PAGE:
Image courtesy of Pittsburgh Cultural Trust
The COVID-19 pandemic has cancelled live theater, meaning the advertisements that usually decorate the Cultural District are gone. Rather than leave the neighborhood empty, Tereneh Idia has worked with the Pittsburgh Cultural Trust to transform the space into a group installation.
“They [the Cultural Trust] weren’t sure about all of the spaces that were available,” Idia, the installation’s curator, said. “Because of COVID, there are empty windows and poster signs that are filled with Broadway shows that couldn’t come last year.”
“202021: a new constellation,” features work from 11 Black, Pittsburgh-based artists positioned at nine different locations throughout the Cultural District. The installation will remain on display through March, and visitors can access a map of the locations on the Cultural Trust’s website.
According to Idia, the idea of a constellation reflects how visitors move between individual artworks. She said she hopes visitors move through the space in their own way, with each individual forming a new constellation.
“For me, there are these art pieces that are in static places, and within that space hopefully is a place of celebration of Black Pittsburgh, of Blackness and of the beauty of Black people and what we create,” Idia said.
The works on display span a variety of media, from video to screenprinting to vintage clothing. Shori Sims’ graphite drawings at 813 Liberty Ave. honor Black hair through surreal portraits, while Patrice Jones’ thrifted pieces pay homage to the late August Wilson, a celebrated Pittsburgh-based playwright whose works encompass Black experience in the 20th century.
Njaimeh Njie’s video installation, “Tour Guides,” explores the importance of space and place to Pittsburghers. The mini-documentary follows several millennial women — mostly Njie’s friends or acquaintances — as they show the viewer places in the City that hold special importance to them.
“I spoke to people who I’m interested in, people who I think have something to say. I just asked them, ‘Is there a specific neighborhood, or is there a specific place in the City that holds some meaning for you?’” Njie said. “And then we shot the interview at that location.”
Njie said in focusing the documentary around millennial women, many of whom are women of color, she wanted to challenge viewers’ ideas of Pittsburgh’s past and future.
“It’s about placing these women within the physical landscape of the City, because so often, the narrative that’s perpetuated about Pittsburgh is white working-class folks, or this kind of tech — or eds and meds [education and medicine] — vision of the future,” Njie said. “I just wanted to bring it back to the everyday people who call this place home.”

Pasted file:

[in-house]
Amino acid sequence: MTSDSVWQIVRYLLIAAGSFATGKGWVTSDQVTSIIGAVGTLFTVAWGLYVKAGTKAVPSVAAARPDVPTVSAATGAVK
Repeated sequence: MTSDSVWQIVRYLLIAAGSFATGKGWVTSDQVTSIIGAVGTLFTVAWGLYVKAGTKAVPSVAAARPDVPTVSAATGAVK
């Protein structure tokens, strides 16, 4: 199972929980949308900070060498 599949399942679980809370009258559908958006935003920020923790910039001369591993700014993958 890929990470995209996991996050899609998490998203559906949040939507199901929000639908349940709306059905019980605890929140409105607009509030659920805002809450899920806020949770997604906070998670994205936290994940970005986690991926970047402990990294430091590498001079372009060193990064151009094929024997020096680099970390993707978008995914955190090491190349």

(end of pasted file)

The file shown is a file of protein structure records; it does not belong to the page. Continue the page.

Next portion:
Njie, whose work largely centers on Black experiences in Pittsburgh, originally produced “Tour Guides” in 2018. She said although the momentum of the Black Lives Matter movement in 2020 brought increased attention to those experiences, she sees a need to continue telling Black stories.
“These stories have been relevant for some time, and it’s good in a lot of ways that the larger cultural conversation has caught up. But I just hope that myself and others are able to keep doing this work, because I think it matters for posterity. It matters now and for the future.”
While Njie’s work emphasizes space, Steven Montinar, a senior at Carnegie Mellon University, contributed to “a new constellation” with a piece that explores our relationship to time.
“Flava Flav’s Digital Clock,” on display at 707 Penn Ave., uses 142 rap lyrics to display five units of time — day of the week, month, date, hour and minute. Each time unit appears in all caps somewhere in a rap lyric, creating a five-line poem.
“I’ve focused on identity and language and gesture and all those things that happen in between,” Montinar said. “The clock specifically was to transform time into poetry, and create these found poem Black experiences, with each rendition of the time changing the piece.”
The clock uses songs from a variety of artists, including Cardi B, Mac Miller and Wu Tang Clan. Montinar said he wants his work to showcase many voices — rather than a single, often authoritative voice — and has found that hip-hop lends itself to multiplicity.
“I like taking multiple voices and creating like a unifying theme or unifying voice, because I think a lot of work that deals with activism, people tend to speak for the group,” he said. “This is why hip-hop plays so well into it, because there’s so many voices in hip-hop. I like sampling and remixing voices and remixing the world around me to create a new theme and a new message.”
The clock changes constantly, but the same lyrics pop up repeatedly. Every Saturday, for example, the top line reads, “oh its a SATURDAY night, i guess that makes it alright.” According to Montinar, the clock plays with the way in which we remember time, with time acting as a “forgotten marker.”
“When President Trump — or former President Trump — got elected, I remember that time, because it was such a pivotal time to me,” Montinar said. “5:19 is such a strange time to remember … Then a year later, two years, three years, four years later, I recognize the time, but it doesn’t really hold that same weight, as it did at that certain point.”
Idia said some pieces in “a new constellation” may remain on display beyond March, but she plans for the installation to be temporary, in order to hopefully make way for new public art.
“I would love to see that space being as dynamic as possible,” Idia said. “As much as I would love to see things stay forever and ever, I think it’s a really great opportunity for more artists to show.”